• Bill D. Herman - Opening Bottlenecks: On Behalf of Mandated Network Neutrality pdfhtml
  • Rebecca Schwartz - Telecommunications Industry Association comments pdfhtml
  • Jon Peha of Carnegie Mellon argues for a balanced approach [1]pdf
    Abstract: A fundamental issue in the network neutrality debate is the extent to which network operators should be allowed to discriminate among Internet packet streams to selectively block, adjust quality of service, or adjust prices. This paper first reviews technology now available for traffic discrimination. It then shows how network operators can use this technology in ways that would make the Internet less valuable to Internet users, and why a network operator would have financial incentive to do this if and only if it has sufficient market power. A particular concern is that network operators could use discrimination to extract oligopoly rents from upstream markets that are highly competitive. This paper also shows how network operators can use the very same technology to discriminate in ways that benefit Internet users, as well as the network operator. Thus, network neutrality supporters are right to fear unlimited discrimination in some cases, while network neutrality opponents are right to fear a policy that imposes strict limits on discrimination. From this, we argue that the network neutrality debate should be refocused on the search for a balanced policy, which is a policy that limits the more harmful discriminatory practices in markets where there is insufficient competition, with little interference to beneficial discrimination or innovation. We apply this balanced policy in a few controversial scenarios as examples. There has been too little attention on the possibility of a nuanced balanced policy, in part because the network neutrality debate is focusing on the wrong issues. This paper argues that the debate should shift towards the complex details of differentiating harmful discrimination from beneficial discrimination, and away from high-level secondary questions like whether discrimination is inherently just, who ought to pay for certain Internet services, how important general design principles are, what abstract rights and freedoms consumers and carriers deserve, or whether network operators can give their affiliates special treatment. Reality is more complex than these questions would imply, and none of them will serve as a basis for a sufficiently specific and effective policy.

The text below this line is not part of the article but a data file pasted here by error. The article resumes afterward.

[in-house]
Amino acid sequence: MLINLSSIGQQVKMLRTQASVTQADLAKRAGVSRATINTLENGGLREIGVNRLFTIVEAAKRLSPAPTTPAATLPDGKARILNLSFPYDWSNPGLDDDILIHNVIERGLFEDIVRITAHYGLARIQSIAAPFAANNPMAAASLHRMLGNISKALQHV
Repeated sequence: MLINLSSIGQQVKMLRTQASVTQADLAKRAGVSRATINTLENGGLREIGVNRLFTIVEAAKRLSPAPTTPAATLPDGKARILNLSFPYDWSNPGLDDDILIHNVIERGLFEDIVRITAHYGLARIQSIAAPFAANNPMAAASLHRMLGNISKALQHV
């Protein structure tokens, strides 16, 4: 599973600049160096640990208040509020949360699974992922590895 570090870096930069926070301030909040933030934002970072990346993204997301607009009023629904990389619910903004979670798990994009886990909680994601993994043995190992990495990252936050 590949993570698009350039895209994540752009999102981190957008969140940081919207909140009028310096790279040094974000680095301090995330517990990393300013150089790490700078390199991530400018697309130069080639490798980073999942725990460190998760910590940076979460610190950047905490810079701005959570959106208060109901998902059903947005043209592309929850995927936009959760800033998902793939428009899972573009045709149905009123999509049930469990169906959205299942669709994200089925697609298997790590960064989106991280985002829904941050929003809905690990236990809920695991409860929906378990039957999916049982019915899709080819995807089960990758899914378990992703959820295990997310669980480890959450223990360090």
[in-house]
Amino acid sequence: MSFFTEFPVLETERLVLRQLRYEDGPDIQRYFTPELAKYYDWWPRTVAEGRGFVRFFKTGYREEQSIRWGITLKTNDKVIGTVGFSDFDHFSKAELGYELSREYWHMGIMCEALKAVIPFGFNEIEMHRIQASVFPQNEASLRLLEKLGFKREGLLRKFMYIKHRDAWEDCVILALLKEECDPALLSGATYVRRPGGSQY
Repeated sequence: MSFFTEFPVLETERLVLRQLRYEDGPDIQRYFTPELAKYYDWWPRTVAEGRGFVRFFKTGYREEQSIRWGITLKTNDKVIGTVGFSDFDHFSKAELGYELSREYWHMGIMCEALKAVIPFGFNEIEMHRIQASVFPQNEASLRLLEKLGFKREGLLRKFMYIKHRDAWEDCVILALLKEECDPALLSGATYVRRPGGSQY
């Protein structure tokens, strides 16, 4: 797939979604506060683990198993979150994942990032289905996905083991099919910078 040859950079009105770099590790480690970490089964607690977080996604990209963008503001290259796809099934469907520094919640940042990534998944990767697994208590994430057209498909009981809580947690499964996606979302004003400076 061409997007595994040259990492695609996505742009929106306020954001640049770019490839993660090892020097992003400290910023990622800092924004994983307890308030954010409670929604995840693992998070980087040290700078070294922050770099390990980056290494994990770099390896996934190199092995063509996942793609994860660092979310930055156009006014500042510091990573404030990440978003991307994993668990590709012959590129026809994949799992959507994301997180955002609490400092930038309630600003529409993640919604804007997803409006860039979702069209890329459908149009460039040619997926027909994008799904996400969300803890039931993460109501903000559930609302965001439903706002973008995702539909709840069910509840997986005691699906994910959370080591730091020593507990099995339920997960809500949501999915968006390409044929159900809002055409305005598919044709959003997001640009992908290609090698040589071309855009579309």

• R. Bancroft suggests the FTC encourage voluntary disclosure of the existing packet management practices on a residential user's high-speed Internet access pdfhtml
  • Jay Sulzberger on 'the importance of distinguishing the Net from cable TV, and from lower level signal transport systems'. pdfhtml

Comments on the workshop

Seth's points